An Iranian source reports that until now 200 Kurdish defenders of Kobane have died.

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On Sunday, October 6, a Kurdish female fighter blew herself up, killing 10 jihadists. She had stayed behind as Kurdish forces withdrew and mingled with the jihadists before detonating explosives. An YPG statement identified the suicide fighter as Deilar Kanj Khamis, a mother of two young children, better known by her military name, Arin Mirkan. She was a member of the Women’s Protection Units, which include about 11,000 female fighters.

 Arin Mirkan will be remembered as a heroine of the Kurdish resistance!

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YPG forces have launched a home-to-home search and the remaining civilians were ordered to leave in less than an hour — more than 700 persons have evacuated the city. There are now an estimated 2000 jihadists inside Kobane, faced by 1600 YPG and YPJ forces, which have been reorganized inside the city to prevent further IS advance. But the YPG is slowly running out of ammunition and it will have to abandon the town if Turkey doesn’t allow supplies in.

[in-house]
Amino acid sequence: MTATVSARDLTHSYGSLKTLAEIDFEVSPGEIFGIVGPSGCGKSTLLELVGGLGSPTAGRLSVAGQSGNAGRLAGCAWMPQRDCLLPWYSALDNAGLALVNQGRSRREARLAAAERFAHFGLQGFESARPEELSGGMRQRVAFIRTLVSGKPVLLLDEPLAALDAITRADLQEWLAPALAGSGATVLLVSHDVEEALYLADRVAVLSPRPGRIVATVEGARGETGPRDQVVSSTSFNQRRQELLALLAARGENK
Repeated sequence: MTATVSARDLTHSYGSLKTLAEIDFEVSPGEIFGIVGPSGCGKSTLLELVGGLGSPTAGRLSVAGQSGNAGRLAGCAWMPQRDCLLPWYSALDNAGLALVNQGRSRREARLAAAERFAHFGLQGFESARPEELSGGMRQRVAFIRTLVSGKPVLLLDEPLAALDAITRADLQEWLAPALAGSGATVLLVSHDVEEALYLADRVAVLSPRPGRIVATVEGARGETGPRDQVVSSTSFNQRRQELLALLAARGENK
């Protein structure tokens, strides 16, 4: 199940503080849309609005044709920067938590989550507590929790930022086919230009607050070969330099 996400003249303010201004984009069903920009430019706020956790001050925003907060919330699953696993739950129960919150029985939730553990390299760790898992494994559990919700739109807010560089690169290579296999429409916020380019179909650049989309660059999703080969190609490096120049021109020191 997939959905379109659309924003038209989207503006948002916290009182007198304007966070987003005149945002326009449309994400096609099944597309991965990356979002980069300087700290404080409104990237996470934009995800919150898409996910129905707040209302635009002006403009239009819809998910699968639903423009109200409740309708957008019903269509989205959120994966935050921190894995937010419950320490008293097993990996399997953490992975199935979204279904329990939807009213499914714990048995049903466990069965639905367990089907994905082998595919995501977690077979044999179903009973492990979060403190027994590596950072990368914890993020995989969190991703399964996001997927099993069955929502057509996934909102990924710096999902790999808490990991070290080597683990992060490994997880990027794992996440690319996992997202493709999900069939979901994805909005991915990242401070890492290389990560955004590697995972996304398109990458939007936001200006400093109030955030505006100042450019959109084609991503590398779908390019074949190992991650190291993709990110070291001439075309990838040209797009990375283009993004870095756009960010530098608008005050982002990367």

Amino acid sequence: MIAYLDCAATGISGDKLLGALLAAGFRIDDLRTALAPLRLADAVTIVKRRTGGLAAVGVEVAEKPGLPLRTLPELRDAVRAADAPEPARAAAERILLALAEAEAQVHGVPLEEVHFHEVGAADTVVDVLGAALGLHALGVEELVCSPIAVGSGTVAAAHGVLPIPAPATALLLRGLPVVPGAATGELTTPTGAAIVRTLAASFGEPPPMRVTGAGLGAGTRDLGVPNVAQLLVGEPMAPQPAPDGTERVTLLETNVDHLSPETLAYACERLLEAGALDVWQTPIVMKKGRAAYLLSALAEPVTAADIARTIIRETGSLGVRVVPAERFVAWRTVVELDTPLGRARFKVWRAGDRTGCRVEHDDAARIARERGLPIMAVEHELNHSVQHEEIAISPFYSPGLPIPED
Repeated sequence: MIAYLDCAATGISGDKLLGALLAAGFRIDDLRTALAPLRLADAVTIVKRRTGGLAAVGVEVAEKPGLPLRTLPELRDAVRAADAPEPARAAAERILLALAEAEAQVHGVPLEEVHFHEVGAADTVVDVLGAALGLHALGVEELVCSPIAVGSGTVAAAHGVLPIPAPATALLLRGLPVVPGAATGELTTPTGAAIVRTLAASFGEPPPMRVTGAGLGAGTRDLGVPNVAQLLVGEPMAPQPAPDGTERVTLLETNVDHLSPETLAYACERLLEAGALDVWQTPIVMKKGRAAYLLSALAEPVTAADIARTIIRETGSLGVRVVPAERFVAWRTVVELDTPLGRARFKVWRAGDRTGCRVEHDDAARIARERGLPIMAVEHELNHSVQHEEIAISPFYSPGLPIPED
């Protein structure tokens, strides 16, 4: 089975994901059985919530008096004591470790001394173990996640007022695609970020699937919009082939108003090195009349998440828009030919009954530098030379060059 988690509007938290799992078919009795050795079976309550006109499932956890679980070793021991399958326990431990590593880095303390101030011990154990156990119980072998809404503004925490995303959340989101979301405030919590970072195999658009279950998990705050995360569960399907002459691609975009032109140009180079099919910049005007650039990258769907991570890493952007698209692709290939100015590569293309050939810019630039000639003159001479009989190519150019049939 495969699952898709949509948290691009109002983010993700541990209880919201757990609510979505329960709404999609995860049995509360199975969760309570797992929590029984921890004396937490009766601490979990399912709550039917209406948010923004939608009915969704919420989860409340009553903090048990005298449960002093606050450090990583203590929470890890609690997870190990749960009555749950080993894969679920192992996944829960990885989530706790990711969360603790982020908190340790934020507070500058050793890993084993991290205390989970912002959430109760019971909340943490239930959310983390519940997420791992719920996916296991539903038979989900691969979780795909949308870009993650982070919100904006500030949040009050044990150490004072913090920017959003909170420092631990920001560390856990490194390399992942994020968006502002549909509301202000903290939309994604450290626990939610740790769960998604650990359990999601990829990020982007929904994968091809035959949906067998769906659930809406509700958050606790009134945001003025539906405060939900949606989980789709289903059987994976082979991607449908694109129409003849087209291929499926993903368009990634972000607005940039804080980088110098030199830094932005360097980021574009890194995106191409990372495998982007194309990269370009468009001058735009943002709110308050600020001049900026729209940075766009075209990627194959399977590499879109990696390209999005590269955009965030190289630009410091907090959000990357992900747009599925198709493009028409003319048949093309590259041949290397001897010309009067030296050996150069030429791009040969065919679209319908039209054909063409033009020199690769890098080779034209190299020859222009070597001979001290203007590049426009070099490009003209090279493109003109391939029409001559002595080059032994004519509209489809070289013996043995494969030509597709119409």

Omar Sheikhmous, a veteran Kurdish leader, said that Turkey has used the desperation of the Kurds in Kobane to extract political concessions from them before allowing reinforcements and supplies to reach the YPG. Right now it is not known what the concessions might be and if reinforcements and supplies indeed are allowed to pass the Turkish border.

PYD leader Salih Muslim has met officials from MIT (the Turkish spy agency) to plead for aid but was told this would only be available if the Syrian Kurds abandoned their claim for self-determination, gave up their self-governing cantons, severed all ties with the Syrian government, and agreed to a Turkish buffer zone inside Syria. Muslim turned down the demands and returned to Kobane.